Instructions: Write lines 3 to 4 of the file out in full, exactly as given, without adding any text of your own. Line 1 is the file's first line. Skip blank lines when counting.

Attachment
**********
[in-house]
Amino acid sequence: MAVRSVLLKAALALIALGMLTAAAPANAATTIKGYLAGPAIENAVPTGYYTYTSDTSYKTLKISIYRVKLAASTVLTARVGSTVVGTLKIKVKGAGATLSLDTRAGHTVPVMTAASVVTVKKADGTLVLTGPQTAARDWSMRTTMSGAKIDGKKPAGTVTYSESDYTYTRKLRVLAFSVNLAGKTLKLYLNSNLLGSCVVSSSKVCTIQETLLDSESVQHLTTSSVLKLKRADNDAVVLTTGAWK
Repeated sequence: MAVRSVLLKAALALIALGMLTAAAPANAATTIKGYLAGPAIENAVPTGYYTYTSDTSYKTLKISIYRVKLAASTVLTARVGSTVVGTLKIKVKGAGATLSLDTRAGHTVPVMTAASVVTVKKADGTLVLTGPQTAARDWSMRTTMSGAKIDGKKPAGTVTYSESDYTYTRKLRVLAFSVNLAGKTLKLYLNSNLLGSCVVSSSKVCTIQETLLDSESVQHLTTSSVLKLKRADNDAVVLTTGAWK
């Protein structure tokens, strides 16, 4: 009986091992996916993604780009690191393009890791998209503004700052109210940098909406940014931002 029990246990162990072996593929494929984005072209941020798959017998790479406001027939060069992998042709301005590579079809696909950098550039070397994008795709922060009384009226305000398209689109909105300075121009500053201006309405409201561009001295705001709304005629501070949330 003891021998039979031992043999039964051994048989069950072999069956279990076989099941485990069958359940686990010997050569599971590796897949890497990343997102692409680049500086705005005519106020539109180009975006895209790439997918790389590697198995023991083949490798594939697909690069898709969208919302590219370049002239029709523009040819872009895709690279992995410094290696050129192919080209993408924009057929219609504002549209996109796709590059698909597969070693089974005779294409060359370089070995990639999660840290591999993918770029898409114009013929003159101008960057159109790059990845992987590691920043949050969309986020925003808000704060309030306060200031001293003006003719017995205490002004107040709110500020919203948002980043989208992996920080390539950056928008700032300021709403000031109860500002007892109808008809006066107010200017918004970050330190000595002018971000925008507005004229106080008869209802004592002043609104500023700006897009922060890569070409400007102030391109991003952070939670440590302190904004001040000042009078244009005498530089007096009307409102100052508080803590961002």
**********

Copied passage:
Repeated sequence: MAVRSVLLKAALALIALGMLTAAAPANAATTIKGYLAGPAIENAVPTGYYTYTSDTSYKTLKISIYRVKLAASTVLTARVGSTVVGTLKIKVKGAGATLSLDTRAGHTVPVMTAASVVTVKKADGTLVLTGPQTAARDWSMRTTMSGAKIDGKKPAGTVTYSESDYTYTRKLRVLAFSVNLAGKTLKLYLNSNLLGSCVVSSSKVCTIQETLLDSESVQHLTTSSVLKLKRADNDAVVLTTGAWK
């Protein structure tokens, strides 16, 4: 009986091992996916993604780009690191393009890791998209503004700052109210940098909406940014931002 029990246990162990072996593929494929984005072209941020798959017998790479406001027939060069992998042709301005590579079809696909950098550039070397994008795709922060009384009226305000398209689109909105300075121009500053201006309405409201561009001295705001709304005629501070949330 003891021998039979031992043999039964051994048989069950072999069956279990076989099941485990069958359940686990010997050569599971590796897949890497990343997102692409680049500086705005005519106020539109180009975006895209790439997918790389590697198995023991083949490798594939697909690069898709969208919302590219370049002239029709523009040819872009895709690279992995410094290696050129192919080209993408924009057929219609504002549209996109796709590059698909597969070693089974005779294409060359370089070995990639999660840290591999993918770029898409114009013929003159101008960057159109790059990845992987590691920043949050969309986020925003808000704060309030306060200031001293003006003719017995205490002004107040709110500020919203948002980043989208992996920080390539950056928008700032300021709403000031109860500002007892109808008809006066107010200017918004970050330190000595002018971000925008507005004229106080008869209802004592002043609104500023700006897009922060890569070409400007102030391109991003952070939670440590302190904004001040000042009078244009005498530089007096009307409102100052508080803590961002």